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ERIC Number: ED508963
Record Type: Non-Journal
Publication Date: 2007-Oct
Pages: 265
Abstractor: As Provided
Reference Count: 144
ISBN: N/A
ISSN: N/A
Career-Based Comprehensive School Reform: Serving Disadvantaged Youth in Minority Communities
Castellano, Marisa; Stone, James R., III; Stringfield, Sam; Farley-Ripple, Elizabeth N.; Overman, Laura T.; Hussain, Roshan
National Research Center for Career and Technical Education
This report presents the results of a five-year longitudinal study designed to examine the effect of career-based comprehensive school reform on creating a successful high school experience and preparing youth for the adult world of postsecondary education and work. The study included three feeder patterns of middle schools, high schools, and community colleges in communities with high percentages of at-risk students. The high schools implemented career-based comprehensive school reform to try to improve the educational chances of the poor and minority students they served. Comparison high schools with similar student populations but not undergoing comprehensive school reform efforts were found. High school engagement and achievement were measured using attendance, dropout, course-taking, and graduation data. High school transition was measured using responses to a senior survey, participation in Tech Prep and dual credit opportunities, and achievement data for the graduates who attended their local community college. All measures were compared to the comparison school students. The outcomes were mixed. None of the three schools achieved consistent gains over their respective comparison group on measures of academic achievement. However, one finding held true across all six high schools: The odds of dropping out declined as the proportion of the high school experience invested in CTE courses increased. In terms of transition to postsecondary, more students reported having a post-high school plan than their comparison school counterparts at two of the three study schools. Many students at the study schools aligned their next step with their high school course of study. Finally, most of the students who attended their local community college needed to take remedial coursework. The implications of these findings are discussed. Appendices include: (1) Methods Supplement 149; (2) Chapter 3 Supplemental Analyses 179; (3) Chapter 4 Supplemental Analyses 207; and (4) Posthoc Analyses of AHS Comparison Subgroups. (Contains 172 tables and 5 figures.)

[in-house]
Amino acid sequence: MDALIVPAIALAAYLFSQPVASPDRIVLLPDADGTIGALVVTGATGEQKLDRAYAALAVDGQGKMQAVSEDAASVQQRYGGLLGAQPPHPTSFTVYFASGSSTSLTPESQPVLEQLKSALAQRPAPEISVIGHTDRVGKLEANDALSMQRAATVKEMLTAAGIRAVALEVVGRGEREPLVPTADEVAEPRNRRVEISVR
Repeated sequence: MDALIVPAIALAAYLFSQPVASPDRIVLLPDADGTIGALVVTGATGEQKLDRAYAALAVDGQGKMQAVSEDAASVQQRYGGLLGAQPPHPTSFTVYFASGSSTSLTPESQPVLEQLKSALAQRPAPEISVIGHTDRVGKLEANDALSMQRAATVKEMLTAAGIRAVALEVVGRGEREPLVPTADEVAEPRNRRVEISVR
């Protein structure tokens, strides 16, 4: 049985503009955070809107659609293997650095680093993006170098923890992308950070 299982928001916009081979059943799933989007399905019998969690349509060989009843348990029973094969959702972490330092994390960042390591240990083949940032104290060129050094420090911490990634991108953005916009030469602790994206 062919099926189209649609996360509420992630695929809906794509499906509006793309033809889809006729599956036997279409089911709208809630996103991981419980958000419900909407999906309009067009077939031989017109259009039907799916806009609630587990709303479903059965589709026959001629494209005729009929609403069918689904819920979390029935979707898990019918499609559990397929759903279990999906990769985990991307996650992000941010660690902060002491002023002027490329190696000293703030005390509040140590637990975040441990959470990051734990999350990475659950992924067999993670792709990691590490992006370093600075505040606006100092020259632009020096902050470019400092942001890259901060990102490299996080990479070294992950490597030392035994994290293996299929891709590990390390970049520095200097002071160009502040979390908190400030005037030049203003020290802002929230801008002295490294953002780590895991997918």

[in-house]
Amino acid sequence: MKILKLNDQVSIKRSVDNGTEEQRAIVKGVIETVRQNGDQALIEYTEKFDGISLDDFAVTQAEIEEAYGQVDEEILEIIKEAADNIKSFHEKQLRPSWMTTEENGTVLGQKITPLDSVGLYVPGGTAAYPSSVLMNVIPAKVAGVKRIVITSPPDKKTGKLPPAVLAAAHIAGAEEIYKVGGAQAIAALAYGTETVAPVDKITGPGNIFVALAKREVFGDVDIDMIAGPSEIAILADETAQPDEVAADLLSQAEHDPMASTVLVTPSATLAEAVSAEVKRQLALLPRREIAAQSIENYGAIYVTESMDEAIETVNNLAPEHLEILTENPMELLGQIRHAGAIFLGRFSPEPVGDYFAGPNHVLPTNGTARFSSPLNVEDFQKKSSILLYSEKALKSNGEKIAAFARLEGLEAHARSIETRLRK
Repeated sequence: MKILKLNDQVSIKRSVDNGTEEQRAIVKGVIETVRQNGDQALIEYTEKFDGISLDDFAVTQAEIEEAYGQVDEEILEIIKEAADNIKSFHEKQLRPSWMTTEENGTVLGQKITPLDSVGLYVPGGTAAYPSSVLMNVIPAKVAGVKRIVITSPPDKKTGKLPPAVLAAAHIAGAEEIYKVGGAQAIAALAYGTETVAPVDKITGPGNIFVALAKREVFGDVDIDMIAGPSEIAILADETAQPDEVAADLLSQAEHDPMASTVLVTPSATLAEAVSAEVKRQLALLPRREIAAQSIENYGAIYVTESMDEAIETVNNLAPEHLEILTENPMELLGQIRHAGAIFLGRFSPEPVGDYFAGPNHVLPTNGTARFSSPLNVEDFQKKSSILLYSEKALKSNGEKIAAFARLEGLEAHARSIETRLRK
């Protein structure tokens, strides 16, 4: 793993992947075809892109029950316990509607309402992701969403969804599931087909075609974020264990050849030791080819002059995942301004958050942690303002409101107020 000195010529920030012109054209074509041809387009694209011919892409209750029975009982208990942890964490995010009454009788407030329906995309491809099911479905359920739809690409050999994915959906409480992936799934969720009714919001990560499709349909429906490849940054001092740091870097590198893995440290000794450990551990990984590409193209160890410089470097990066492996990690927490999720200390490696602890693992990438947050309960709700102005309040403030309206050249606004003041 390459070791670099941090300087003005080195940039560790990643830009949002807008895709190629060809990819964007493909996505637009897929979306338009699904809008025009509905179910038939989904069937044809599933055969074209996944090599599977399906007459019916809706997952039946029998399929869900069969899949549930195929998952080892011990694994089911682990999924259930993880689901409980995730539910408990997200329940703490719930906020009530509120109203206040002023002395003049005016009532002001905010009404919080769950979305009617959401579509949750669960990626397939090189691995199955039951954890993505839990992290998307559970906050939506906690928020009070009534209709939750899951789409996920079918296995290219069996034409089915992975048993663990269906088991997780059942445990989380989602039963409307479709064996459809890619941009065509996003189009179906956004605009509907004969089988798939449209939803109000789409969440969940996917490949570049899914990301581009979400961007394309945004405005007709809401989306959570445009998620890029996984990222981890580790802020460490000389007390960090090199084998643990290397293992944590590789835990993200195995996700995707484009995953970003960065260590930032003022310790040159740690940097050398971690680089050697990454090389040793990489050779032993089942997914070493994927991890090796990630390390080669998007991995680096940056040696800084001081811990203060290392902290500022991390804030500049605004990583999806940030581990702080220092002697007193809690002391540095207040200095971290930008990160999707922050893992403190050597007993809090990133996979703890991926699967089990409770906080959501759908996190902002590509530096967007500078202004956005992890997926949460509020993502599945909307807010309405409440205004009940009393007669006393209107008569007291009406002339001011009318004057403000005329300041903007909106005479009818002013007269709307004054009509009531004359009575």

National Research Center for Career and Technical Education. Available from: The National Dissemination Center for Career and Technical Education. 1900 Kenny Road, Columbus, OH 43210-1090. Tel: 800-678-6011; Tel: 614-292-9931; Fax: 614-688-3258; e-mail: ndccte@osu.edu; Web site: http://www.nccte.org
Publication Type: Numerical/Quantitative Data; Reports - Evaluative
Education Level: High Schools; Middle Schools; Two Year Colleges
Audience: N/A
Language: English
Sponsor: Office of Vocational and Adult Education (ED)
Authoring Institution: National Research Center for Career and Technical Education